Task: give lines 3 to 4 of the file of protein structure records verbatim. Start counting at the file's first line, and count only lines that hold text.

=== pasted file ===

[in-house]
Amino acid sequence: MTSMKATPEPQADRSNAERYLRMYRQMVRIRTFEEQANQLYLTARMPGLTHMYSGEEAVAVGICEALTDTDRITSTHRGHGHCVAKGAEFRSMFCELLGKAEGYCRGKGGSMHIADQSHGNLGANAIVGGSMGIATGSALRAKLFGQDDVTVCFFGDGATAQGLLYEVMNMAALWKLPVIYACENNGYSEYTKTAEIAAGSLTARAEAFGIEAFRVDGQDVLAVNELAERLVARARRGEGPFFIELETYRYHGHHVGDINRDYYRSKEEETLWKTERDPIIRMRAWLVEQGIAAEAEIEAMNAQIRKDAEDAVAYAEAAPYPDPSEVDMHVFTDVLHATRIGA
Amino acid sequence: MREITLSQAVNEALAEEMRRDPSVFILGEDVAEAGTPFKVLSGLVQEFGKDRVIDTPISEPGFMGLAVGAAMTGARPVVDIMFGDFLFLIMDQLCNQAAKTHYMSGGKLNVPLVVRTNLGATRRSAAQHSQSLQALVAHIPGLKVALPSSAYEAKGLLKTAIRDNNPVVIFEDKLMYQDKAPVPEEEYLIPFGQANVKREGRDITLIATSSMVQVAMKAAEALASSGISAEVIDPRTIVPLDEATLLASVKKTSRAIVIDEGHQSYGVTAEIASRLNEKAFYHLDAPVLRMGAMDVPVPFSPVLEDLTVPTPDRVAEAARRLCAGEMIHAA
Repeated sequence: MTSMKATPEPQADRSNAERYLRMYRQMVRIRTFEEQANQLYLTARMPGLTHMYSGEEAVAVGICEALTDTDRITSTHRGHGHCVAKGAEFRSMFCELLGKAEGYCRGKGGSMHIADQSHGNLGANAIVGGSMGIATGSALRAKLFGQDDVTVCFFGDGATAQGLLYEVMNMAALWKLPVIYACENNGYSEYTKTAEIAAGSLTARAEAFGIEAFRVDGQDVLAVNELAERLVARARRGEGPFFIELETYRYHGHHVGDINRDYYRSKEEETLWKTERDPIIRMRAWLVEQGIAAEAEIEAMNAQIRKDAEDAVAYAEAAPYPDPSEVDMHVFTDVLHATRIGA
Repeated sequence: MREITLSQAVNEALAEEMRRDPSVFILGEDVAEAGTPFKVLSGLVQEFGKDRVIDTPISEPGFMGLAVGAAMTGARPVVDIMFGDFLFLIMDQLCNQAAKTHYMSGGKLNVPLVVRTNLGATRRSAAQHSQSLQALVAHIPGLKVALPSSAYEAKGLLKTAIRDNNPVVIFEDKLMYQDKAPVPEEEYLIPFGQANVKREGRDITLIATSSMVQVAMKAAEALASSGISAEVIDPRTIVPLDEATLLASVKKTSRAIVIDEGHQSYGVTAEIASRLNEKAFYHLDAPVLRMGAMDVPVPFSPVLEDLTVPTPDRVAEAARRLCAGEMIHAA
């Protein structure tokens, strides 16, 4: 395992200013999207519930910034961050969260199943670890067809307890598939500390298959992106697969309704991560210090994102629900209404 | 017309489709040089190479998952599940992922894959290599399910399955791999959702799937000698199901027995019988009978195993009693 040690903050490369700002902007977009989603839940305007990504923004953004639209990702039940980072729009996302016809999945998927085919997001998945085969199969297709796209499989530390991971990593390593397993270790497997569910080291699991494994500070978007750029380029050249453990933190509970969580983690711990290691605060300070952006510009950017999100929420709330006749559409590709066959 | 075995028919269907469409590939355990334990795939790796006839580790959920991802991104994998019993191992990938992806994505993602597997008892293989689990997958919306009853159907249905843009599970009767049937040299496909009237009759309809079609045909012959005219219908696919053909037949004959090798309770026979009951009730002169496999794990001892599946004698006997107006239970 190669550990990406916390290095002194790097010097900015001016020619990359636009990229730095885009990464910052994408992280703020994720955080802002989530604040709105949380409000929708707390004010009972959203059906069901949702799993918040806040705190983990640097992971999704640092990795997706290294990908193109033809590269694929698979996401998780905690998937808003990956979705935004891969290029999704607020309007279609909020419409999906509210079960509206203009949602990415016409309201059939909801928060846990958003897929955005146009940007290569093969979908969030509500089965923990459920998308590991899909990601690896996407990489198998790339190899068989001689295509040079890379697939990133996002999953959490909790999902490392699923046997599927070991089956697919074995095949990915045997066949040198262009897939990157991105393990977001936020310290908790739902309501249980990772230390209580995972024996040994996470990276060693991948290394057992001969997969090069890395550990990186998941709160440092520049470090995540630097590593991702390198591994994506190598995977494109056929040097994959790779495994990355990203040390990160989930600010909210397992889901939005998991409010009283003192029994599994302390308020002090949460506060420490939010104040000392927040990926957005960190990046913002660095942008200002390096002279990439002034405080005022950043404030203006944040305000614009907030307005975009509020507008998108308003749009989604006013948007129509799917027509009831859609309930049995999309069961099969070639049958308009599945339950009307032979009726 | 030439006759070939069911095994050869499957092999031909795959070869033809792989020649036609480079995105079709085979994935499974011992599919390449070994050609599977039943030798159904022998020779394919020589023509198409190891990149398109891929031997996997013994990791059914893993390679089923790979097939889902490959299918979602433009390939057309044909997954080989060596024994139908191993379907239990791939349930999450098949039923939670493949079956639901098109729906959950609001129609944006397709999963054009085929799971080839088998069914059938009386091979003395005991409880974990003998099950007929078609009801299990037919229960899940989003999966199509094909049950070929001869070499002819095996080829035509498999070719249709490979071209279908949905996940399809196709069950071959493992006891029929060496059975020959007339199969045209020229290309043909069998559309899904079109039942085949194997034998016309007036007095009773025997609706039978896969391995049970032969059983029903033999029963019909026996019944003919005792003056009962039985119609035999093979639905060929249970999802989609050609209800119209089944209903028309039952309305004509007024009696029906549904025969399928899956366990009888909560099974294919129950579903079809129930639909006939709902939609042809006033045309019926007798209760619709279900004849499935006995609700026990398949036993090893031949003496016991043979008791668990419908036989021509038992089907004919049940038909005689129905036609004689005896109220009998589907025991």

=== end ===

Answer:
Amino acid sequence: MREITLSQAVNEALAEEMRRDPSVFILGEDVAEAGTPFKVLSGLVQEFGKDRVIDTPISEPGFMGLAVGAAMTGARPVVDIMFGDFLFLIMDQLCNQAAKTHYMSGGKLNVPLVVRTNLGATRRSAAQHSQSLQALVAHIPGLKVALPSSAYEAKGLLKTAIRDNNPVVIFEDKLMYQDKAPVPEEEYLIPFGQANVKREGRDITLIATSSMVQVAMKAAEALASSGISAEVIDPRTIVPLDEATLLASVKKTSRAIVIDEGHQSYGVTAEIASRLNEKAFYHLDAPVLRMGAMDVPVPFSPVLEDLTVPTPDRVAEAARRLCAGEMIHAA
Repeated sequence: MTSMKATPEPQADRSNAERYLRMYRQMVRIRTFEEQANQLYLTARMPGLTHMYSGEEAVAVGICEALTDTDRITSTHRGHGHCVAKGAEFRSMFCELLGKAEGYCRGKGGSMHIADQSHGNLGANAIVGGSMGIATGSALRAKLFGQDDVTVCFFGDGATAQGLLYEVMNMAALWKLPVIYACENNGYSEYTKTAEIAAGSLTARAEAFGIEAFRVDGQDVLAVNELAERLVARARRGEGPFFIELETYRYHGHHVGDINRDYYRSKEEETLWKTERDPIIRMRAWLVEQGIAAEAEIEAMNAQIRKDAEDAVAYAEAAPYPDPSEVDMHVFTDVLHATRIGA